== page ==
Among Asian Americans of college age, suicide is the number two cause of death, according to the American Psychological Association.
As Mental Wellness Week comes to an end Friday, the Asian Pacific Student Coalition will collaborate with Counseling and Psychological Services to promote mental health awareness in the Asian community. The coalition recently released its Action Plan for 2013 emphasizing a collaboration with CAPS.
This Monday, APSC, along with other student organizations, helped to host the event “Unpack Your Identity” as a part of Mental Wellness week.
College sophomore Curtis Lee, chair of APSC, said the reasons mental health is a problem for Asian Americans stem from social and academic pressures. Many of these pressures “constrain Asians to the stereotype of successful and hardworking” and have a large impact on their mental well-being.
Additionally, Lee said they’ll hold another discussion event to “bounce off the ideas” learned in Mental Wellness Week to apply what they have learned.
As a part of their Action Plan, APSC plans to have more events in the fall around the time of On-Campus Recruiting in order to address the pressures of the job hunt.
Michelle Leong, Engineering senior and former APSC chair, said, “There is a stigma about talking about mental health issues in the community and also about asking for help.”
Many Asian Americans face stereotypes and expectations that may prove hard to live up to, and constantly struggle with varying degrees of discrimination, such as microaggression — which has recently garnered media attention because of an incident at Oberlin College.
“I think the issue of microaggression is a big issue in minority communities. Part of it is the changing face of racism and the complexities it creates in terms of how we talk about, joke about things and the impact that it has on students,” said Meeta Kumar, director of outreach and prevention at CAPS.
Additionally, Asian American students may face high expectations from their families.
“A lot of Asian students are second-generation so there is that increased pressure to make sure that the sacrifices your parents made to come here were worth it, so you want to make them proud,” Leong said.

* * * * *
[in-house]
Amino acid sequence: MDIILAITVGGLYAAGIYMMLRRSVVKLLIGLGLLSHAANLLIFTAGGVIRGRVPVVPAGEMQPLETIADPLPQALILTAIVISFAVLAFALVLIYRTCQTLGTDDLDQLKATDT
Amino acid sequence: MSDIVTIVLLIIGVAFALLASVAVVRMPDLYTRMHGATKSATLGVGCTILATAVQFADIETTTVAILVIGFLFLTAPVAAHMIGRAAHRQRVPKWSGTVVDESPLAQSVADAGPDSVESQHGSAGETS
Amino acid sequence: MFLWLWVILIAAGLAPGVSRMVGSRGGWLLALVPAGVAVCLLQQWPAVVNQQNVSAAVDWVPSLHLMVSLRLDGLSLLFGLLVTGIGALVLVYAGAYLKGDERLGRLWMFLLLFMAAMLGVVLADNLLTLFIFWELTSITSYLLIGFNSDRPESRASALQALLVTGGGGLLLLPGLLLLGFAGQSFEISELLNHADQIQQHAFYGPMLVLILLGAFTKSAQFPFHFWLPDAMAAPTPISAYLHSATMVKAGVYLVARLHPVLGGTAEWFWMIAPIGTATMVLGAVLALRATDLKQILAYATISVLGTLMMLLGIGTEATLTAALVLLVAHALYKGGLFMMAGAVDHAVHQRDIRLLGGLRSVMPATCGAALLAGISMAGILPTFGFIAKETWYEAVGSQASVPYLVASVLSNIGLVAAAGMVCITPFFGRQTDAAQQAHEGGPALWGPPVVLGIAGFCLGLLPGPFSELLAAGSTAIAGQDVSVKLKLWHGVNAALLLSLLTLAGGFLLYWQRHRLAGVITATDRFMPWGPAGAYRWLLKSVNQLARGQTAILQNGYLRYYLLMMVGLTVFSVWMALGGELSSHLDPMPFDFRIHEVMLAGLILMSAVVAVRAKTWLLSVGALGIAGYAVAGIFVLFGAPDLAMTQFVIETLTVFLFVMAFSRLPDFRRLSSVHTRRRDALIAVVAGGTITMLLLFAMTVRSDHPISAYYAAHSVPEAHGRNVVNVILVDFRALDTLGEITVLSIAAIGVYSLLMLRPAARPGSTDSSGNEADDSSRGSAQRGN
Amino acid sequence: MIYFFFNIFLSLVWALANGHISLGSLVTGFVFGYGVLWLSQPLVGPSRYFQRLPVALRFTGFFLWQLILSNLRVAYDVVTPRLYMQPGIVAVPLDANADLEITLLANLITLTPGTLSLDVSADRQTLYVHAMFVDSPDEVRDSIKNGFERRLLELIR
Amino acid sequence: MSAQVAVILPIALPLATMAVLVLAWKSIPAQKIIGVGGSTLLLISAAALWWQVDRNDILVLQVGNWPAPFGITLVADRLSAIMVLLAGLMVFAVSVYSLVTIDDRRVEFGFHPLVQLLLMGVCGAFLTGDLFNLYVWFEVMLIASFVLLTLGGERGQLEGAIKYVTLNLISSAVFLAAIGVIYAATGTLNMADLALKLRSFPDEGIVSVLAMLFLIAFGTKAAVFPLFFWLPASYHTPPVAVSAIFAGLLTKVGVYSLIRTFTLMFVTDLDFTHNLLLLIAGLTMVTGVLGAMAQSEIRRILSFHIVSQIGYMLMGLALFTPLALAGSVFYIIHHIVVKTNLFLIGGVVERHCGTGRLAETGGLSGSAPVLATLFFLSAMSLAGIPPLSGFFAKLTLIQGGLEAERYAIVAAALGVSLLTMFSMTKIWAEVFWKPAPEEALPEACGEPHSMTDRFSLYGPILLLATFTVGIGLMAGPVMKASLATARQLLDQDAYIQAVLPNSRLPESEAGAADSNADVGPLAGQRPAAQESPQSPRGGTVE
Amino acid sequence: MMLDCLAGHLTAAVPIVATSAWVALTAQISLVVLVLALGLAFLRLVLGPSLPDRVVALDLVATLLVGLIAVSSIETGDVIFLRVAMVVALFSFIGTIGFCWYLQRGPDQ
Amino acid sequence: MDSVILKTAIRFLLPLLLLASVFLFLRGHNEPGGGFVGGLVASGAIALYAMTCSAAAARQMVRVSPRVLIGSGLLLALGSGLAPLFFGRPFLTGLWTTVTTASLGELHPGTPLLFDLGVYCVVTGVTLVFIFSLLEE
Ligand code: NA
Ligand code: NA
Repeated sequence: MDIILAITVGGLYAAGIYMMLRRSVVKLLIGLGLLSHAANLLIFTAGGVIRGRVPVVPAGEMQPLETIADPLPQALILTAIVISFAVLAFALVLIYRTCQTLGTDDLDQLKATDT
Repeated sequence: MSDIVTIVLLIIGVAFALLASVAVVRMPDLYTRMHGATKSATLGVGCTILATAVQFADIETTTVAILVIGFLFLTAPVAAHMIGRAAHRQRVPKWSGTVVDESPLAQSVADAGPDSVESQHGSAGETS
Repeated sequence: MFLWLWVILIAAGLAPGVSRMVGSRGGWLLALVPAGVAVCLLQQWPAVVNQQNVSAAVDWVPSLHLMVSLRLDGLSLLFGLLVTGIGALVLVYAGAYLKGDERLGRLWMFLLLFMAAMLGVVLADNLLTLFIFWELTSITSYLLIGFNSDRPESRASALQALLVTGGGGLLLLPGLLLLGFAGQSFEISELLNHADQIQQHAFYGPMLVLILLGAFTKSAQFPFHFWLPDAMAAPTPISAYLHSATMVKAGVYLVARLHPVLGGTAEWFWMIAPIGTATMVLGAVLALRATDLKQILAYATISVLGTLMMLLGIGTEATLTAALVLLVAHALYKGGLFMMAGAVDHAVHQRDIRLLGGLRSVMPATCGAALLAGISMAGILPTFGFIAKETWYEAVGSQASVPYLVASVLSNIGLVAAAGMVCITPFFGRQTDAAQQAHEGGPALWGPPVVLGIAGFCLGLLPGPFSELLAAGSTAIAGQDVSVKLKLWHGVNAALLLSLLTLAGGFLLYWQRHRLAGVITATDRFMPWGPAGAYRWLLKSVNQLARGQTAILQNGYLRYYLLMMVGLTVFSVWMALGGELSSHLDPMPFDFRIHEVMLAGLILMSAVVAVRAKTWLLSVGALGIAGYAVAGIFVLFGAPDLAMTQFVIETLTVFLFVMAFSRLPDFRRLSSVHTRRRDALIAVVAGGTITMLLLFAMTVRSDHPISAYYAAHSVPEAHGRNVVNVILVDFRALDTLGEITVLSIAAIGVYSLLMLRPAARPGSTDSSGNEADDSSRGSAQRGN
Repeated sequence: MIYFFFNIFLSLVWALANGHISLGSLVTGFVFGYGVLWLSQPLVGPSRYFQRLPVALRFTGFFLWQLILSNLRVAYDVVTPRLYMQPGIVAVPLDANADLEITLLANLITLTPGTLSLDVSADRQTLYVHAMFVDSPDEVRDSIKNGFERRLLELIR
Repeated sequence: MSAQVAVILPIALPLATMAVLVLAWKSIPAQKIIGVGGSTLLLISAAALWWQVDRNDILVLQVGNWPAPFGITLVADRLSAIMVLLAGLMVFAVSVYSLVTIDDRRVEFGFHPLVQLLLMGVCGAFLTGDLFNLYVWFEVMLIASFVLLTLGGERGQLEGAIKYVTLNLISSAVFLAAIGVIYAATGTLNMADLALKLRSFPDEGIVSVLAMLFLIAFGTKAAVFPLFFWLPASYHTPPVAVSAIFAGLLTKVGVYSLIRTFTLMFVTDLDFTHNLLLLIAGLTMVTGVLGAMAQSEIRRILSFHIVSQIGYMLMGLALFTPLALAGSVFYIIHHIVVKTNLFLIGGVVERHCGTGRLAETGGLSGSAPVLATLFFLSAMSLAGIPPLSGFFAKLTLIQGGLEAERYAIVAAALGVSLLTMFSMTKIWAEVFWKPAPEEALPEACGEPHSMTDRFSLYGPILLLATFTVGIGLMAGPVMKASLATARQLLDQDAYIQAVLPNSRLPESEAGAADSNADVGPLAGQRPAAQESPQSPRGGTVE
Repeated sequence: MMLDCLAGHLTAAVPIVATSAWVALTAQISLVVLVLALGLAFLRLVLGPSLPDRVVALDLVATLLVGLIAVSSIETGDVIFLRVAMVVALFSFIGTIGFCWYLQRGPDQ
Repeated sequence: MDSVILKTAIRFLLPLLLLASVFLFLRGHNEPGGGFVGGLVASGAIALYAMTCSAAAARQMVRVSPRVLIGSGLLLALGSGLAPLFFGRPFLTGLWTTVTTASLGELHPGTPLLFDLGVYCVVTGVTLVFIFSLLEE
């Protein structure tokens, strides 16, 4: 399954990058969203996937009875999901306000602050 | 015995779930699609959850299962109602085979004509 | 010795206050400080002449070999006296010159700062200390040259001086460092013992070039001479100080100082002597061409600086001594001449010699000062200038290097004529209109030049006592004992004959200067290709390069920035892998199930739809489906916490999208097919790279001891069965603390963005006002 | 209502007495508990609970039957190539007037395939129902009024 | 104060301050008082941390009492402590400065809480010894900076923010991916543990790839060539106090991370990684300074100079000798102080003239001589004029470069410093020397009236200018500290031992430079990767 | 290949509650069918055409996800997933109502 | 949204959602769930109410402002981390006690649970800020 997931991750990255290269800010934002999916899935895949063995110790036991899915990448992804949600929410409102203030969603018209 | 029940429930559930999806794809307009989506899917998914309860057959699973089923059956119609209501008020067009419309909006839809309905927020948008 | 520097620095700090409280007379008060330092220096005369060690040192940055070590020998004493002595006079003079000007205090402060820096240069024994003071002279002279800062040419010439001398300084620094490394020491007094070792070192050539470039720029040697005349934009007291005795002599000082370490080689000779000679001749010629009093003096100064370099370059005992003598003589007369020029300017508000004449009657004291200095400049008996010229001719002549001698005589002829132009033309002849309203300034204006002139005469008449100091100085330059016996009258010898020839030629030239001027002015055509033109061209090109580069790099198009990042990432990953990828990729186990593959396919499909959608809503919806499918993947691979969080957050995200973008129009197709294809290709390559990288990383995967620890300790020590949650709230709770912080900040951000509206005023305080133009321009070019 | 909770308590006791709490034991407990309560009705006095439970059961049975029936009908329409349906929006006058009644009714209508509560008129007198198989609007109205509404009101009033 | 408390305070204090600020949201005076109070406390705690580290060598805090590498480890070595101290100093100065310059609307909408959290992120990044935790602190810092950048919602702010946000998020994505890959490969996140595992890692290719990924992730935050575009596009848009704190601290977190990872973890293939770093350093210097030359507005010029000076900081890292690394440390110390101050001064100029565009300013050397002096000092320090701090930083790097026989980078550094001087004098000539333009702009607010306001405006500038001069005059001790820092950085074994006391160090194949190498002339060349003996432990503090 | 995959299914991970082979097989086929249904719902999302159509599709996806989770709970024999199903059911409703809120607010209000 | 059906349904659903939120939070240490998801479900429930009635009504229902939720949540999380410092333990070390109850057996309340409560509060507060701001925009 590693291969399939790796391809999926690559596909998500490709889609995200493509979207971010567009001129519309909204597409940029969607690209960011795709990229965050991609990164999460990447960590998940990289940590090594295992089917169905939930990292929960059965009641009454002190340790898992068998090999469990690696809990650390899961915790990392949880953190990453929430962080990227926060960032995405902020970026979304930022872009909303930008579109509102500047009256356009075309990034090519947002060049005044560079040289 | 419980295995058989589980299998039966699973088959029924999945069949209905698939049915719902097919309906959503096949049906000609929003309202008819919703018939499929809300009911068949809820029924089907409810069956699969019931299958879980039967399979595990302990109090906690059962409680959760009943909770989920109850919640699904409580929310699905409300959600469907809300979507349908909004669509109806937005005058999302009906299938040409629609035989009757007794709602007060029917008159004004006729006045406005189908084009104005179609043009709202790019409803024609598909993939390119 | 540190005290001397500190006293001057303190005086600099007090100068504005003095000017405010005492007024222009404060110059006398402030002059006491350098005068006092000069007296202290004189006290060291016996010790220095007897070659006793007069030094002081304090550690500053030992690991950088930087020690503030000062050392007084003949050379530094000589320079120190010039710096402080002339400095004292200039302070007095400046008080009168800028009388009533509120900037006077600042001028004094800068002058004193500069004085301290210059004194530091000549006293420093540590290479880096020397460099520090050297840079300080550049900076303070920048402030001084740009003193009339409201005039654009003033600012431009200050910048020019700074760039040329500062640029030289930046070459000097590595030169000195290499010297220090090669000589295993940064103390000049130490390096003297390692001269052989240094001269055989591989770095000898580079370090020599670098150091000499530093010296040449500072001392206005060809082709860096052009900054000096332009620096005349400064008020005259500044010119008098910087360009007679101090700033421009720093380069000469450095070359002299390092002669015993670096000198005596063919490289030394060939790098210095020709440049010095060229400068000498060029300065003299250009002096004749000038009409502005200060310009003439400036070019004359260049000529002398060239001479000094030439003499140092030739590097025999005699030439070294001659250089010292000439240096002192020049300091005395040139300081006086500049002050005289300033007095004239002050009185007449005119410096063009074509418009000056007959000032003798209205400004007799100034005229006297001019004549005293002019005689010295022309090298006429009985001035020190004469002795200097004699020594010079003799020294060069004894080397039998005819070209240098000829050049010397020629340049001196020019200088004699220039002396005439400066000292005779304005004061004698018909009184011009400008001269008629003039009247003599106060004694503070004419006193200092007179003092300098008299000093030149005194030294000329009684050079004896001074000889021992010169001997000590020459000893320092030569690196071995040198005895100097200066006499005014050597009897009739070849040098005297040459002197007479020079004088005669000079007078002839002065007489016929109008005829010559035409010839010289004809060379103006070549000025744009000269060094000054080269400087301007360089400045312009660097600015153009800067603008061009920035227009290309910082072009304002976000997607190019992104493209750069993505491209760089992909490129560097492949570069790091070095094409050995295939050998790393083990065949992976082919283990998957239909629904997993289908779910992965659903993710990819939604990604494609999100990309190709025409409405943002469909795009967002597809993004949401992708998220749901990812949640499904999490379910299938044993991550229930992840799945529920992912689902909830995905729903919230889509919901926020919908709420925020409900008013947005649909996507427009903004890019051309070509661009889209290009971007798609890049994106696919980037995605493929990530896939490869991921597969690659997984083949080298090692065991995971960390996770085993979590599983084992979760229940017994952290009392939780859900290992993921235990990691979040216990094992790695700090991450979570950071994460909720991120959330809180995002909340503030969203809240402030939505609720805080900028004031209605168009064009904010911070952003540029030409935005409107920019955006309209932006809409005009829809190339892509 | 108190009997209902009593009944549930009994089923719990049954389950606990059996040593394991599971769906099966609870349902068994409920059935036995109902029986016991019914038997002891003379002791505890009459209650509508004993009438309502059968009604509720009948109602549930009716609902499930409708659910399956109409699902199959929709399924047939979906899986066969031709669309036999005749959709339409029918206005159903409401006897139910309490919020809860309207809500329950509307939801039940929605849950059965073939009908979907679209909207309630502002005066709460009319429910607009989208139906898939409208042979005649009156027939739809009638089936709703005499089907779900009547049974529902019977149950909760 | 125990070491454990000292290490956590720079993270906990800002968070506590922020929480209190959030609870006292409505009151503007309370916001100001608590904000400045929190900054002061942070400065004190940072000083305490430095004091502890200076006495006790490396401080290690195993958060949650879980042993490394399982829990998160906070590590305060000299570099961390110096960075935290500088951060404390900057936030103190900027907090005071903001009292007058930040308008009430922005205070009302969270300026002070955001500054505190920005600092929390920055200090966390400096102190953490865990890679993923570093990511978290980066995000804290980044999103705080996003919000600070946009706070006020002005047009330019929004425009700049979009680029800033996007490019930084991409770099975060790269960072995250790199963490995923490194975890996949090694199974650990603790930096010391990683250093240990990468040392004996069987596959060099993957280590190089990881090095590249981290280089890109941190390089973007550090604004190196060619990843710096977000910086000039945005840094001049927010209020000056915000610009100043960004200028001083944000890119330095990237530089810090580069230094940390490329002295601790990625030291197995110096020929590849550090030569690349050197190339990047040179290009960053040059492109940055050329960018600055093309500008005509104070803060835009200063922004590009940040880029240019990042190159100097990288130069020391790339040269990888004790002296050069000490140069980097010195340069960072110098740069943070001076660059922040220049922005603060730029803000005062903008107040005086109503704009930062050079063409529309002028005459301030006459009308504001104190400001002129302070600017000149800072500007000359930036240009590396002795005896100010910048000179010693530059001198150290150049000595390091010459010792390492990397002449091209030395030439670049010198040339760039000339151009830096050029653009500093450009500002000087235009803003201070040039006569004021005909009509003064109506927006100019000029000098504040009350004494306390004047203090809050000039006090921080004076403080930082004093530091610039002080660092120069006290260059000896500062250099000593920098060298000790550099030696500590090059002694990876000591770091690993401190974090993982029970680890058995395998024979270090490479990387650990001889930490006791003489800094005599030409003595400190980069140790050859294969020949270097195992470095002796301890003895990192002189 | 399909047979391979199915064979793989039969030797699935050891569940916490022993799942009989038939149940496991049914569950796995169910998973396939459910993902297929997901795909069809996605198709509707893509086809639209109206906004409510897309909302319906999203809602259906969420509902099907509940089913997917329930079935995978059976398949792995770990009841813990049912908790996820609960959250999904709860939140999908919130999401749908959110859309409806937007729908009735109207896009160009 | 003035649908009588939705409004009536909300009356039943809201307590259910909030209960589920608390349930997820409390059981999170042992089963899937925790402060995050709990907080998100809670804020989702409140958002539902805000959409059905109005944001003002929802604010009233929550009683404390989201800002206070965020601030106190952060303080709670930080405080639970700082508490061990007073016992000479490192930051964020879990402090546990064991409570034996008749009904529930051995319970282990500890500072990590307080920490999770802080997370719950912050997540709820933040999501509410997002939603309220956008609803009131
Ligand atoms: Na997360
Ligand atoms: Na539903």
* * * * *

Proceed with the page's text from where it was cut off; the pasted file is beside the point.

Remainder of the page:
The collaboration between APSC and CAPS started a few years ago after a former chair of APSC came out with a personal article in The Daily Pennsylvanian about her own mental health struggles.
“Here was someone who was clearly a student leader, a great student and then she talked about her own history dealing with her struggles over the years,” Kumar said. “I think it really emphasized the dichotomy that you can be really academically successful and a student leader, but can really have this hidden experience of dealing with a lot of struggles.”
This instance led to discussions about collaboration between CAPS and APSC on how to engage the students in conversations around the mental health issues that surround minorities.
Initially, the two organizations started a Mental Health Camp that focused on addressing these issues. APSC also created a “mental health toolkit” that was passed on to subsequent chairs.
This was expanded into a Mental Wellness Week that not only addressed minorities, but the entire Penn community as well.
“Especially at Penn there is a ‘Penn face’ or mask that students have to put on to show that they are the typical and perfect Penn student. There are a lot of aspects at Penn where people don’t necessarily feel that they fit in well with,” Leong said.
They plan to continue their collaboration with CAPS to show the resources on campus that are available to students who feel that they are struggling academically or socially.
“You can be academically successful and be a great student leader and have personal issues, which are normal,” Kumar said. “It’s okay to talk about those and it’s not a sign of weakness.”Comments powered by Disqus
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